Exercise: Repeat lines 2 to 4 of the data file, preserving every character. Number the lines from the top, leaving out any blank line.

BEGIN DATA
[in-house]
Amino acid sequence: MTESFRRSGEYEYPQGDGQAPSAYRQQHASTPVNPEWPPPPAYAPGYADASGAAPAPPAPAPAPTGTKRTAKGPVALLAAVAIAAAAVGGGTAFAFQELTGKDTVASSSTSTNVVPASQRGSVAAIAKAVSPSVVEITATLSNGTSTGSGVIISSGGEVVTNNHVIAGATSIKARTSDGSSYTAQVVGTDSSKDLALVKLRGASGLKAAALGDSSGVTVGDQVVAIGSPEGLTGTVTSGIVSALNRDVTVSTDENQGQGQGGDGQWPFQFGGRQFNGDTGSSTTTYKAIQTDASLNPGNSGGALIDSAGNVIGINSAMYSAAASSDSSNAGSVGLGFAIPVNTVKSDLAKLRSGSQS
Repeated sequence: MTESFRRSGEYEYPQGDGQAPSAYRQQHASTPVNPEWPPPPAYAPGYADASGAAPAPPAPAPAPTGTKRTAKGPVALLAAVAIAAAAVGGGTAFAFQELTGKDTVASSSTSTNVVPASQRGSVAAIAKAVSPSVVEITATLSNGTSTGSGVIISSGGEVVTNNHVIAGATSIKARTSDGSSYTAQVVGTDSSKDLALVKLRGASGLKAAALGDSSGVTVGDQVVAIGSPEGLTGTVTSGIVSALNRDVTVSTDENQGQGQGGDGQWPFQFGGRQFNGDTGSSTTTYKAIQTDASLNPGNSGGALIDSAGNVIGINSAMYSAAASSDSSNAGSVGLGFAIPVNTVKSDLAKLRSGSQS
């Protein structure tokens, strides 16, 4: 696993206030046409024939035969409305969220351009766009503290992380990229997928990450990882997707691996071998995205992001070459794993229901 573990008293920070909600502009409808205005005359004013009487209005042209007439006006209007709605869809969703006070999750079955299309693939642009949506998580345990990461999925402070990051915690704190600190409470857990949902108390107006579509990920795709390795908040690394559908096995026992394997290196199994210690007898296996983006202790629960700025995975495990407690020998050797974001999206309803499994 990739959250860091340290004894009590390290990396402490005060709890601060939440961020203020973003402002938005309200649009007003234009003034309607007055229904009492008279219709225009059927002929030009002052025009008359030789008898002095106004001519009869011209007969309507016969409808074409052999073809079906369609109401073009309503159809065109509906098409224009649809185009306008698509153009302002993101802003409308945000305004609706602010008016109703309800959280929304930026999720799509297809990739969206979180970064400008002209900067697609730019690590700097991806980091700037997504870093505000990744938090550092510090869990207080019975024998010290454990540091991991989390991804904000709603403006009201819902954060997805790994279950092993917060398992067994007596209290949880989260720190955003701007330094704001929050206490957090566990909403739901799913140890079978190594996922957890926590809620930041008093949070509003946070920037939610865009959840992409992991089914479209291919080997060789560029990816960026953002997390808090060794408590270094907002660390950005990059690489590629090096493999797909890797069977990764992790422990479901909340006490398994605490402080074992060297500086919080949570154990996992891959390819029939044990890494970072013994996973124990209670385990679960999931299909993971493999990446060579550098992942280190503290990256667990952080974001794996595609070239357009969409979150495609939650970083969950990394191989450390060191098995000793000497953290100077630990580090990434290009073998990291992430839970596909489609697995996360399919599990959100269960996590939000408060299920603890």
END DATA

Amino acid sequence: MTESFRRSGEYEYPQGDGQAPSAYRQQHASTPVNPEWPPPPAYAPGYADASGAAPAPPAPAPAPTGTKRTAKGPVALLAAVAIAAAAVGGGTAFAFQELTGKDTVASSSTSTNVVPASQRGSVAAIAKAVSPSVVEITATLSNGTSTGSGVIISSGGEVVTNNHVIAGATSIKARTSDGSSYTAQVVGTDSSKDLALVKLRGASGLKAAALGDSSGVTVGDQVVAIGSPEGLTGTVTSGIVSALNRDVTVSTDENQGQGQGGDGQWPFQFGGRQFNGDTGSSTTTYKAIQTDASLNPGNSGGALIDSAGNVIGINSAMYSAAASSDSSNAGSVGLGFAIPVNTVKSDLAKLRSGSQS
Repeated sequence: MTESFRRSGEYEYPQGDGQAPSAYRQQHASTPVNPEWPPPPAYAPGYADASGAAPAPPAPAPAPTGTKRTAKGPVALLAAVAIAAAAVGGGTAFAFQELTGKDTVASSSTSTNVVPASQRGSVAAIAKAVSPSVVEITATLSNGTSTGSGVIISSGGEVVTNNHVIAGATSIKARTSDGSSYTAQVVGTDSSKDLALVKLRGASGLKAAALGDSSGVTVGDQVVAIGSPEGLTGTVTSGIVSALNRDVTVSTDENQGQGQGGDGQWPFQFGGRQFNGDTGSSTTTYKAIQTDASLNPGNSGGALIDSAGNVIGINSAMYSAAASSDSSNAGSVGLGFAIPVNTVKSDLAKLRSGSQS
């Protein structure tokens, strides 16, 4: 696993206030046409024939035969409305969220351009766009503290992380990229997928990450990882997707691996071998995205992001070459794993229901 573990008293920070909600502009409808205005005359004013009487209005042209007439006006209007709605869809969703006070999750079955299309693939642009949506998580345990990461999925402070990051915690704190600190409470857990949902108390107006579509990920795709390795908040690394559908096995026992394997290196199994210690007898296996983006202790629960700025995975495990407690020998050797974001999206309803499994 990739959250860091340290004894009590390290990396402490005060709890601060939440961020203020973003402002938005309200649009007003234009003034309607007055229904009492008279219709225009059927002929030009002052025009008359030789008898002095106004001519009869011209007969309507016969409808074409052999073809079906369609109401073009309503159809065109509906098409224009649809185009306008698509153009302002993101802003409308945000305004609706602010008016109703309800959280929304930026999720799509297809990739969206979180970064400008002209900067697609730019690590700097991806980091700037997504870093505000990744938090550092510090869990207080019975024998010290454990540091991991989390991804904000709603403006009201819902954060997805790994279950092993917060398992067994007596209290949880989260720190955003701007330094704001929050206490957090566990909403739901799913140890079978190594996922957890926590809620930041008093949070509003946070920037939610865009959840992409992991089914479209291919080997060789560029990816960026953002997390808090060794408590270094907002660390950005990059690489590629090096493999797909890797069977990764992790422990479901909340006490398994605490402080074992060297500086919080949570154990996992891959390819029939044990890494970072013994996973124990209670385990679960999931299909993971493999990446060579550098992942280190503290990256667990952080974001794996595609070239357009969409979150495609939650970083969950990394191989450390060191098995000793000497953290100077630990580090990434290009073998990291992430839970596909489609697995996360399919599990959100269960996590939000408060299920603890």